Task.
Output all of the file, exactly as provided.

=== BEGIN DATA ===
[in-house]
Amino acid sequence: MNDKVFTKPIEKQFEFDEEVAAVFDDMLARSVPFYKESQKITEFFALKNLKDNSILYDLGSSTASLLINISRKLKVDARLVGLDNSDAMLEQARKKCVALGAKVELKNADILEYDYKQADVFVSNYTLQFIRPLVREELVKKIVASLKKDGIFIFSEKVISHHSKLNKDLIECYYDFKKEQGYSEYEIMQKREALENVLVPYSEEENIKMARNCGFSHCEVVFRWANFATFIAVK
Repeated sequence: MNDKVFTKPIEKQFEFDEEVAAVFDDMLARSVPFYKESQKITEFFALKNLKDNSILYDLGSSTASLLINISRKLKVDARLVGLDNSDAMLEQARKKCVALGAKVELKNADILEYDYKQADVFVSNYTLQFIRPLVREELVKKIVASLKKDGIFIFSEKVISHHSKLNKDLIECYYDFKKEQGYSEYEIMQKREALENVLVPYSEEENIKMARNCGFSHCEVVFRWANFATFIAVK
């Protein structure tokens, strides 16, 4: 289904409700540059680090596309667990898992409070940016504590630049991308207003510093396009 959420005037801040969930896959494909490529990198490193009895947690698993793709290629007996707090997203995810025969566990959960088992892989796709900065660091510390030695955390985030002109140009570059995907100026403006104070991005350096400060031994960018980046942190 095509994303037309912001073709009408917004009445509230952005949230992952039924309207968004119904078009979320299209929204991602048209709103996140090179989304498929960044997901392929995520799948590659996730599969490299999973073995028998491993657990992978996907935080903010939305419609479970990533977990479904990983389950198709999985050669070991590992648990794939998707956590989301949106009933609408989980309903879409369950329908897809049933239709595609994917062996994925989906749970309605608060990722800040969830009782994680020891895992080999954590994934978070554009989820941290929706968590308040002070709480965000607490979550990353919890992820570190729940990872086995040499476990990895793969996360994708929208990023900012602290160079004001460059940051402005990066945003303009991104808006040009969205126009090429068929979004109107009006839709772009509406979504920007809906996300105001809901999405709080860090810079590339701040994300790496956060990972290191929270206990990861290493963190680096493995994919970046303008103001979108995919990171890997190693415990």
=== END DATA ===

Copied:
[in-house]
Amino acid sequence: MNDKVFTKPIEKQFEFDEEVAAVFDDMLARSVPFYKESQKITEFFALKNLKDNSILYDLGSSTASLLINISRKLKVDARLVGLDNSDAMLEQARKKCVALGAKVELKNADILEYDYKQADVFVSNYTLQFIRPLVREELVKKIVASLKKDGIFIFSEKVISHHSKLNKDLIECYYDFKKEQGYSEYEIMQKREALENVLVPYSEEENIKMARNCGFSHCEVVFRWANFATFIAVK
Repeated sequence: MNDKVFTKPIEKQFEFDEEVAAVFDDMLARSVPFYKESQKITEFFALKNLKDNSILYDLGSSTASLLINISRKLKVDARLVGLDNSDAMLEQARKKCVALGAKVELKNADILEYDYKQADVFVSNYTLQFIRPLVREELVKKIVASLKKDGIFIFSEKVISHHSKLNKDLIECYYDFKKEQGYSEYEIMQKREALENVLVPYSEEENIKMARNCGFSHCEVVFRWANFATFIAVK
């Protein structure tokens, strides 16, 4: 289904409700540059680090596309667990898992409070940016504590630049991308207003510093396009 959420005037801040969930896959494909490529990198490193009895947690698993793709290629007996707090997203995810025969566990959960088992892989796709900065660091510390030695955390985030002109140009570059995907100026403006104070991005350096400060031994960018980046942190 095509994303037309912001073709009408917004009445509230952005949230992952039924309207968004119904078009979320299209929204991602048209709103996140090179989304498929960044997901392929995520799948590659996730599969490299999973073995028998491993657990992978996907935080903010939305419609479970990533977990479904990983389950198709999985050669070991590992648990794939998707956590989301949106009933609408989980309903879409369950329908897809049933239709595609994917062996994925989906749970309605608060990722800040969830009782994680020891895992080999954590994934978070554009989820941290929706968590308040002070709480965000607490979550990353919890992820570190729940990872086995040499476990990895793969996360994708929208990023900012602290160079004001460059940051402005990066945003303009991104808006040009969205126009090429068929979004109107009006839709772009509406979504920007809906996300105001809901999405709080860090810079590339701040994300790496956060990972290191929270206990990861290493963190680096493995994919970046303008103001979108995919990171890997190693415990």